Murphy Police Department Utilizes Multi-Faceted Training Program
Murphy Sergeant David Rodgers is one of the firearms instructors at Murphy Police Department. He has been a police officer for 27 years and with Murphy for six years. He explained the multi-faceted nature of MPD’s training programs.
There are currently 25 officers at MPD including Chief Cotten, Lt. Barber, detectives, student resource officers and court bailiff. Each of these officers attend yearly firearms training. Throughout the year, there are open range days as well as opportunities to attend nearby agencies’ training events. Rodgers explained that yearly firearms training includes officers running through scenarios and demonstrating which gear they should bring from their vehicle to the scene. Additionally, they practice minute details such as proper running methods while pursuing suspects, moving and shooting, wearing tactical vests and distribution of finger pressure when holding a gun. Open range days are similar to the yearly firearms training events, except on a smaller scale which gives officers additional opportunities to prepare via repetition. Rodgers said, “How you train is how you play. If you don’t train, you’re just winging it.” Firearms training and open range are held at Princeton Police Department’s gun range.
Firearms training is only one element of MPD’s well-rounded training program. They attend classes covering the following topics: mental health, de-escalation, self-defense, driving, warrant service, legal update, drugs, leadership, ethics and others. They have also attended active shooter training where they use simunition guns. Rodgers said that many of these classes are attended by members of neighboring agencies which allows them to strengthen communications between these agencies and it provides the benefit that different agencies, when working together, will respond in the same way. MPD has officers who are certified to teach some of these classes. They also incorporate Vincible, a Texas Police Chief’s Association program, which “…will focus on Officer Safety in the State of Texas, working to reduce line of duty deaths and injuries.” (texaspolicechiefs.org) Rodgers said the department reviews call video footage and discusses how they would have reacted if they responded to that call. He said, “Always put yourself in their shoes. This is how you prepare mentally and physically. Make a plan for different situations. The better prepared you are, the better you will be able to respond.”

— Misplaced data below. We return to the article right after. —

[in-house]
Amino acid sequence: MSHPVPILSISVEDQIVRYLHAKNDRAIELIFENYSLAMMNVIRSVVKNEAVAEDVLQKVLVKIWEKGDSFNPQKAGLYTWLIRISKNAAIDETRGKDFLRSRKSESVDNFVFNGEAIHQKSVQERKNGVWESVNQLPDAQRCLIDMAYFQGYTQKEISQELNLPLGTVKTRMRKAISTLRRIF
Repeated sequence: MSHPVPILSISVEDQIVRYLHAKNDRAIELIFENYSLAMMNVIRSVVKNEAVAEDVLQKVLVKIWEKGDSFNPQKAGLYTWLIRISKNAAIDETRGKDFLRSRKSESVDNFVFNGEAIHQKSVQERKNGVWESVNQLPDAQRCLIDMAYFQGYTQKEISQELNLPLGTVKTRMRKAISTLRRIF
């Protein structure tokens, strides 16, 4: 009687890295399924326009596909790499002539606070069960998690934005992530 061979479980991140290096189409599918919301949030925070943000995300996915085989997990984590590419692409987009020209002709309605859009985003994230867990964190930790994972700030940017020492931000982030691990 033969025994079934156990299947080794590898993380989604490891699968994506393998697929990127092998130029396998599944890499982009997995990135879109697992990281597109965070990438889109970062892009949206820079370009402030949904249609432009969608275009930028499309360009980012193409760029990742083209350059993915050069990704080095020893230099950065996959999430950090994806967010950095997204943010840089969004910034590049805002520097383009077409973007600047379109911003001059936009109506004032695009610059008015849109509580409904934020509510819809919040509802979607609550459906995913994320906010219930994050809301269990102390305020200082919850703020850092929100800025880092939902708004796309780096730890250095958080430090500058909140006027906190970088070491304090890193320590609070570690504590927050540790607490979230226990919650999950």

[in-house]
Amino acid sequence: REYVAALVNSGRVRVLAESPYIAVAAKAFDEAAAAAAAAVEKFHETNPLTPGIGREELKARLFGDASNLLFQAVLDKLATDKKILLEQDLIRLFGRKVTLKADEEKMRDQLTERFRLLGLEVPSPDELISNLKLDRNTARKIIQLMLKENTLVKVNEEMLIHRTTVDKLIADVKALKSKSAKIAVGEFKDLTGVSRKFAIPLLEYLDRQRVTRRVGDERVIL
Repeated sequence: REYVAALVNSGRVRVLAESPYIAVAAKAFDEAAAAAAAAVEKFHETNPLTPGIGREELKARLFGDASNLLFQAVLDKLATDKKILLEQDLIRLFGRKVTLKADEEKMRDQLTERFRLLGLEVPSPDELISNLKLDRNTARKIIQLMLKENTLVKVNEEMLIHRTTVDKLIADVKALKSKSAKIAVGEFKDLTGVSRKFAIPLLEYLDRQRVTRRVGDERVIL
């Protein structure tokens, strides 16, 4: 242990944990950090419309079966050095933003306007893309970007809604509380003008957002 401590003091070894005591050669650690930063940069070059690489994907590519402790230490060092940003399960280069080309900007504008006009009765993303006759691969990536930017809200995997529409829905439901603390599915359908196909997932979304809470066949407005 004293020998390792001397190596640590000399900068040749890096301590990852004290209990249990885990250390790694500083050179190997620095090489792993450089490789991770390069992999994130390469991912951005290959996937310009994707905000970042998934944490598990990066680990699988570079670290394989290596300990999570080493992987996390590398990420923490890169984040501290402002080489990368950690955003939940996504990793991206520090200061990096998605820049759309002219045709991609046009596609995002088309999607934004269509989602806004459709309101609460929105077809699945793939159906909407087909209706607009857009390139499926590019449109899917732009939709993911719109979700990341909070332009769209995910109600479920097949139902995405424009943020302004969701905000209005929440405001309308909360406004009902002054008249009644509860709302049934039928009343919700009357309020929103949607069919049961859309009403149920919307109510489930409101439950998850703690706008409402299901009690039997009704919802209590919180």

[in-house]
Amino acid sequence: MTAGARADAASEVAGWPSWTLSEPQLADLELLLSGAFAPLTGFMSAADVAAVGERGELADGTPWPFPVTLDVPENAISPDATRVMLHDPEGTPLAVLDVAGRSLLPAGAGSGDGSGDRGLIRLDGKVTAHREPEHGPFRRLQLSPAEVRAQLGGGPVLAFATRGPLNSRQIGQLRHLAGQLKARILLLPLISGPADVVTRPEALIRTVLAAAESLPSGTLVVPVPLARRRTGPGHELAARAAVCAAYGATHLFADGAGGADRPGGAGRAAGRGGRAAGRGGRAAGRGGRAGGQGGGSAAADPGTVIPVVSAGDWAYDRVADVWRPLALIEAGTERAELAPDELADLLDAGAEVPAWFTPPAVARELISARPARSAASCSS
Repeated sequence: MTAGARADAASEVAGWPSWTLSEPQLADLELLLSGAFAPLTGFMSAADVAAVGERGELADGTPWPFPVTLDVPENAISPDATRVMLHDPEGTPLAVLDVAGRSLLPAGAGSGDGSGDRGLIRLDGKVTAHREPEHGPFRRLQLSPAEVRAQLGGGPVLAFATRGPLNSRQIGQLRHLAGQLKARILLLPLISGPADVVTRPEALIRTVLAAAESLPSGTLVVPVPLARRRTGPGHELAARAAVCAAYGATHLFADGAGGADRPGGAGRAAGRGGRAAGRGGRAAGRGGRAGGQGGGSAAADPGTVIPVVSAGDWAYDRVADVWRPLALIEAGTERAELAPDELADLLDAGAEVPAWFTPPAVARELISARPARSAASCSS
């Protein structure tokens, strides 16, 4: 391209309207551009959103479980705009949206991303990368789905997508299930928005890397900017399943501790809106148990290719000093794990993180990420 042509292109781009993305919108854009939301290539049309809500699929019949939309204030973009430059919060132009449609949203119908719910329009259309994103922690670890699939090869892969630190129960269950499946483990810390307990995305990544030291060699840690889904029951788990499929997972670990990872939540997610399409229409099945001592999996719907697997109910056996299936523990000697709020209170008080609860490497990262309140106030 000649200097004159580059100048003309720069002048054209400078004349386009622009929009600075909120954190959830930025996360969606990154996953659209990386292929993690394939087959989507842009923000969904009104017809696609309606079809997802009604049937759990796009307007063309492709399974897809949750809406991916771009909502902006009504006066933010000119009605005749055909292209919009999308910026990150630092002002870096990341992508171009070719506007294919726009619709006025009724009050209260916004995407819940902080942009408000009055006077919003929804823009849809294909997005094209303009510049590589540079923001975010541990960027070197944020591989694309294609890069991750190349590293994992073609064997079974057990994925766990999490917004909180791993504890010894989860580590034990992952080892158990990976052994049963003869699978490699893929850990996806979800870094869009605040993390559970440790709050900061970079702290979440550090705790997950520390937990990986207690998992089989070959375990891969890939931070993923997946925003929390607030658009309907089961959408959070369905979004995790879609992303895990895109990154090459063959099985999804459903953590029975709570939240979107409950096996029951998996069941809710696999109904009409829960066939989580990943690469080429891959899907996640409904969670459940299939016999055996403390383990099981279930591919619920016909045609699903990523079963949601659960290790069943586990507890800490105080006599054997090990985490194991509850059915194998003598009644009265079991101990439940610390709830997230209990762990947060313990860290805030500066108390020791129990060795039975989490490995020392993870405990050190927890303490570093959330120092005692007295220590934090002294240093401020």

Within a year after the shooting of Dallas officers in 2016, MPD purchased shields. Currently, each shift supervisor has a shield in their vehicle at all times. Rodgers said the goal is to have one in every MPD vehicle. All MPD officers have been trained on how to hold the shield and how to shoot and load their weapon while holding the shield. Rodgers reports that he has used the shield numerous times on calls when approaching houses and cars.
Rodgers said their biggest line of defense is their police presence. They are required to carry two weapons at all times. When on duty, they wear a bulletproof vest and bring patrol tactical vests with them. They have a hand gun, less-lethal gun, Taser and pepper spray. They have a ‘go-bag’ which contains some tools, flex cuffs, extra gun magazines, a tourniquet and basic medical supplies. (The ‘go-bag’ can be slung over the officers’ shoulder in hands-free fashion.) They have contact information for mental health and grievance counselors. They also have access to other officers.
In the past year, during calls responded to by MPD, no guns have been fired, a Taser and pepper spray was each used once. Bi-monthly, all vehicles are inspected to ensure all are stocked with the right equipment and in working order.
Rodgers explained why ongoing police training is important, “When you practice certain things, muscle memory becomes a reality.” He points out that society has changed in the last 10, 20, and 30 years. He said, “Training helps you open your mind to new situations and to how society is now.”